exciting news from Arcata, CA


Jan Slakov

Date: Sun, 13 Sep 1998 21:09:36 -0700
From: •••@••.••• (Paul Cienfuegos)
Subject: Arcata Corporate Rule Ballot Measure - update - please reprint /

To:  Journal and Newspaper Editors, Friends, Activist Allies near and far.....
From:  Paul Cienfuegos, Founding Director, Democracy Unlimited of Humboldt
County (California)

Enclosed please find two short introductory (and complimentary) articles,
plus the full text of our ballot initiative as it will appear on the ballot
on November 3rd. The entire set of pieces totals 1913 words (excluding
titles and author info). We would be very appreciative if you would include
this material in your next issue and/or share it widely with your friends
and allies. We want very much for a huge number of Americans, of all
political stripes, to become aware of the ground-breaking work that we are
doing in Arcata, CA. If you do choose to run this material, we ask only
that you send us A MINIMUM OF THREE FREE COPIES. Of course, those journals
which pay for articles: please contact me to arrange details in advance.
Thanks! Finally, please feel free to contact me if you have any questions.

Paul Cienfuegos
POB 27, Arcata CA 95518
707-822-2242, fax 3481


by Paul Cienfuegos,
Founding Director, Democracy Unlimited of Humboldt County (DUHC)
(September 1998)

Two years ago, a small group of energetic people living in Arcata,
California launched a local grassroots organization with a bold goal. The
organization was Democracy Unlimited of Humboldt County (DUHC); the goal
was to begin educating and organizing to dismantle corporate rule in
California. Originally inspired by Richard Grossman, co-director of The
Program on Corporations, Law and Democracy (POCLAD) based in Massachusetts,
our small organization has blossomed and matured into one of the country's
most active and effective grassroots groups challenging not simply the
harms that corporations do, but the very rights which corporations claim:
free speech rights, property rights, political participation rights, and
much more.

There are two world views one can have about how our society is organized:
A)  The corporation is the primary actor in society and there are
stakeholder groupings (workers, consumers, taxpayers, environmentalists,
B)  It's a democracy and We The People all have decision-making authority.
Unfortunately, virtually all citizen action that has taken place in this
century (labor, environmentalist, human rights, etc) has conceded
fundamental rights to corporations. We have grown accustomed to treating
them as we would a human opponent: we negotiate with them, sue them, plead
with them to cause a little less harm. There is a fast growing new social
movement afoot across this nation which is refusing to play this game. We
are relearning our history, and uncovering extraordinary examples of how
state legislatures once defined the purpose of each new corporation they
created - one at a time, and utilized fundamental state law (State
Constitutions, State Corporate Codes, Corporate Charters) to maintain legal
and cultural authority over the corporate form. Democracy Unlimited is
proud to be one of the first local organizations on the west coast teaching
and leading this important work.

In May '98, Democracy Unlimited helped to launch a spin-off project named
Citizens Concerned About Corporations (CCAC), which exists solely to run
ballot initiatives that challenge corporate rule. We organized quickly in
order to meet the 1998 deadline for ballot initiatives, and on June 10th,
launched the "Arcata Advisory Initiative on Democracy and Corporations". We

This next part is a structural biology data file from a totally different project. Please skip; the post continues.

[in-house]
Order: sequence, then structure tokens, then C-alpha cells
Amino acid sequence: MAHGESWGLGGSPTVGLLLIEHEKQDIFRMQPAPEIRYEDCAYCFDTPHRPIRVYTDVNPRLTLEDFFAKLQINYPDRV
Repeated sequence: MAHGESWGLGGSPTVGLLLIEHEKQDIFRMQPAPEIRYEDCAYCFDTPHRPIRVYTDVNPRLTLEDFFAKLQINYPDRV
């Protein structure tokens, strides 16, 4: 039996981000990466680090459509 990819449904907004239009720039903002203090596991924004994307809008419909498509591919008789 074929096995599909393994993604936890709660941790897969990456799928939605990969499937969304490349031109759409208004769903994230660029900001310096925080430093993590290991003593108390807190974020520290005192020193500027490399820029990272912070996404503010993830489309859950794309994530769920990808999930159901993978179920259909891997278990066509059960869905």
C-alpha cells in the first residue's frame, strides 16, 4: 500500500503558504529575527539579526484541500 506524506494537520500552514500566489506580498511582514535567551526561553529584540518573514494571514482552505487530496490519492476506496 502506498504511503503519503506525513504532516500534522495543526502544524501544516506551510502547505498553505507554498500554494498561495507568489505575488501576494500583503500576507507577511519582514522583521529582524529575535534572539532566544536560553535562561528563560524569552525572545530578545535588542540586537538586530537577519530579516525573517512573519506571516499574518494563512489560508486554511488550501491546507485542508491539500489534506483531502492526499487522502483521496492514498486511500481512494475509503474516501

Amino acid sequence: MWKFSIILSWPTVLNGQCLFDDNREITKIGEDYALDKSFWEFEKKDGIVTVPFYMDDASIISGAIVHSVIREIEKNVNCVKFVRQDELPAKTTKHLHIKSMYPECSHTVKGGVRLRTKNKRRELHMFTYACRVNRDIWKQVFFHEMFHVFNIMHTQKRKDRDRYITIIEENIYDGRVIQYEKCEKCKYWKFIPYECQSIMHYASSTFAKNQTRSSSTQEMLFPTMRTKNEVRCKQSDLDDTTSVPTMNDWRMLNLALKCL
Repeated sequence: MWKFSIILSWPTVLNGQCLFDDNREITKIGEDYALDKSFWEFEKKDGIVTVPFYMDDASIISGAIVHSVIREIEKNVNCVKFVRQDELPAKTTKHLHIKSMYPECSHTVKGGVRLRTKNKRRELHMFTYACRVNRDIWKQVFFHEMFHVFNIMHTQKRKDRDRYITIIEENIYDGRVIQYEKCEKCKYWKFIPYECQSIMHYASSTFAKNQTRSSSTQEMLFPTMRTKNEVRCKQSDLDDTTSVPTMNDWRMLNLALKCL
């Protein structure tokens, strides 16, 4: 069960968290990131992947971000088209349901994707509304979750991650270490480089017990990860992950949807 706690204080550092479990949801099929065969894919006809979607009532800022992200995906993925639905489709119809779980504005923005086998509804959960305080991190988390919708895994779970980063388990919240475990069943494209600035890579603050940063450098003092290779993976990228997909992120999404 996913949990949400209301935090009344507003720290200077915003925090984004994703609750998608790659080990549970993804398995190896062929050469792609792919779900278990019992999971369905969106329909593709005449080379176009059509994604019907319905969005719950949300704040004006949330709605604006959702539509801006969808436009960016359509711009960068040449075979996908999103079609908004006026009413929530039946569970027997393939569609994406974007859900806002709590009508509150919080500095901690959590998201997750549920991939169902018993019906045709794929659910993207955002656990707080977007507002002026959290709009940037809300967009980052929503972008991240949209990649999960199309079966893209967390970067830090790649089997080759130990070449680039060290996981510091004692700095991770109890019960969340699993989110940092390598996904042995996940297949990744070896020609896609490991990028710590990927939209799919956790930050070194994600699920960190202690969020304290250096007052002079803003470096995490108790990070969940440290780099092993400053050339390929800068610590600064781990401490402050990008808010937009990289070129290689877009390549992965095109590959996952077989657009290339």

believe that it is the first ballot initiative in US history on the subject
of dismantling corporate rule. We held a press conference in front of
Arcata City Hall, and to our surprise and delight, all three local TV
stations and all of the daily and weekly newspapers showed up to cover the
story, and all did an admirable reporting job. We emphasized that this was
not an anti-corporate campaign, we were simply trying to reclaim citizens'
democratic authority over the corporation.

In just 26 days, with a core group of five extremely energetic people, we
succeeded in gathering the 1110 legal signatures required to place it on
the Arcata ballot on November 3rd. Many people offered to help and few
refused to sign once they understood our unusual goals. We were surprised
by the almost complete lack of any organized or isolated opposition. We
made a point of meeting with many local business owners to let them know
that we were not targeting local businesses, and most of them were either
supportive or neutral, with two businesses ultimately endorsing the

The ONLY opposition we encountered was an absurd editorial (on the 9th day
of signature gathering) in the Eureka Times-Standard, the local daily,
owned by MediaNews Group Corporation, the 7th largest newspaper corporation
in the country. The editorial, written by the paper's managing editor,
claimed that the $200 our Initiative would cost the local taxpayers (less
than $.02 per voter) was "a waste of money", and better spent "fill[ing] in
a couple of potholes"! He refused to allow us a prompt editorial response,
so we went to the local community-access radio station's news director who
offered us a platform where we could reframe the editor's refusal as yet
another perfect example of a distant corporation lecturing a community
about how it should spend its money, and in the process, banning the
community from even responding. From our perspective, MediaNews Group
Corporation has a responsibility to provide balanced news and editorial
coverage of issues concerning our county, and if it fails to meet its
responsibility, it is the people's proper role to challenge its right to do
business here. After the radio station aired the story, he promptly printed
our response.

Election Day already looms large on the horizon. We are on the ballot as
"Measure F". We will be canvassing by phone and at doorsteps, organizing a
series of public educational events, registering voters, and trying to
raise the $1600 we will need to run the campaign. We believe that virtually
all Americans are fed up with corporate crime and corporate manipulation of
our democratic institutions. Most of the local folks we talk to are excited
about the possibility of people engaging each other city-wide in ongoing
discussions about the proper role of corporations in a democracy, and
specifically in Arcata. If we win in November, Arcata may ultimately turn
out to be, as Jim Hightower has described us, "...a shot that will be heard
'round the world"! Please lend us your support!
For More Information:
We want the nation to know what we're up to - please help us to get the